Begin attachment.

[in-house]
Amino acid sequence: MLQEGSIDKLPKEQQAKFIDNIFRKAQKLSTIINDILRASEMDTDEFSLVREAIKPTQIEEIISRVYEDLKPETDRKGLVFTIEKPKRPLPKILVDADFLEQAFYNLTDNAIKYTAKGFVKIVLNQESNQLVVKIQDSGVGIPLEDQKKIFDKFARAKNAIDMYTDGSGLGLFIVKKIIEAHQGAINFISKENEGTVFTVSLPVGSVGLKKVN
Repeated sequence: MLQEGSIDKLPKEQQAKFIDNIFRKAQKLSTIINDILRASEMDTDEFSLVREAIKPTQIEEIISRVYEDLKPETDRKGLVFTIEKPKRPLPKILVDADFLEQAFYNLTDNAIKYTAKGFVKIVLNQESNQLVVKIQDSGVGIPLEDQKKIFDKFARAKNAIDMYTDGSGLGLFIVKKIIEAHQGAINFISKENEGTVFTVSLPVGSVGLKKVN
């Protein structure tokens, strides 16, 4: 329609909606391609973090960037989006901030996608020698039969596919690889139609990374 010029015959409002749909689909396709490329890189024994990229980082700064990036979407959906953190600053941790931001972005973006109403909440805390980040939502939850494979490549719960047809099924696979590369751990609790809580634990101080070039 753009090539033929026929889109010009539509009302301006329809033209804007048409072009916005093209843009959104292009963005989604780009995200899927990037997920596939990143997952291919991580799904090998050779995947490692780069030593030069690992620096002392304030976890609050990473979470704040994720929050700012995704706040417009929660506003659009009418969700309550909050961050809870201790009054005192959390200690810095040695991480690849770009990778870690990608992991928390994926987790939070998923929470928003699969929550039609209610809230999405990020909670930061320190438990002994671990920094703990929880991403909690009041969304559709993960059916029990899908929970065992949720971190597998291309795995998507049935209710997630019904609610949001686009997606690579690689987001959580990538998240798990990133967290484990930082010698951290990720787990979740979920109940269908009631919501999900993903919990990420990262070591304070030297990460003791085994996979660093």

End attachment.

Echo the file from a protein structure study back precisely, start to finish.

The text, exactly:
[in-house]
Amino acid sequence: MLQEGSIDKLPKEQQAKFIDNIFRKAQKLSTIINDILRASEMDTDEFSLVREAIKPTQIEEIISRVYEDLKPETDRKGLVFTIEKPKRPLPKILVDADFLEQAFYNLTDNAIKYTAKGFVKIVLNQESNQLVVKIQDSGVGIPLEDQKKIFDKFARAKNAIDMYTDGSGLGLFIVKKIIEAHQGAINFISKENEGTVFTVSLPVGSVGLKKVN
Repeated sequence: MLQEGSIDKLPKEQQAKFIDNIFRKAQKLSTIINDILRASEMDTDEFSLVREAIKPTQIEEIISRVYEDLKPETDRKGLVFTIEKPKRPLPKILVDADFLEQAFYNLTDNAIKYTAKGFVKIVLNQESNQLVVKIQDSGVGIPLEDQKKIFDKFARAKNAIDMYTDGSGLGLFIVKKIIEAHQGAINFISKENEGTVFTVSLPVGSVGLKKVN
């Protein structure tokens, strides 16, 4: 329609909606391609973090960037989006901030996608020698039969596919690889139609990374 010029015959409002749909689909396709490329890189024994990229980082700064990036979407959906953190600053941790931001972005973006109403909440805390980040939502939850494979490549719960047809099924696979590369751990609790809580634990101080070039 753009090539033929026929889109010009539509009302301006329809033209804007048409072009916005093209843009959104292009963005989604780009995200899927990037997920596939990143997952291919991580799904090998050779995947490692780069030593030069690992620096002392304030976890609050990473979470704040994720929050700012995704706040417009929660506003659009009418969700309550909050961050809870201790009054005192959390200690810095040695991480690849770009990778870690990608992991928390994926987790939070998923929470928003699969929550039609209610809230999405990020909670930061320190438990002994671990920094703990929880991403909690009041969304559709993960059916029990899908929970065992949720971190597998291309795995998507049935209710997630019904609610949001686009997606690579690689987001959580990538998240798990990133967290484990930082010698951290990720787990979740979920109940269908009631919501999900993903919990990420990262070591304070030297990460003791085994996979660093």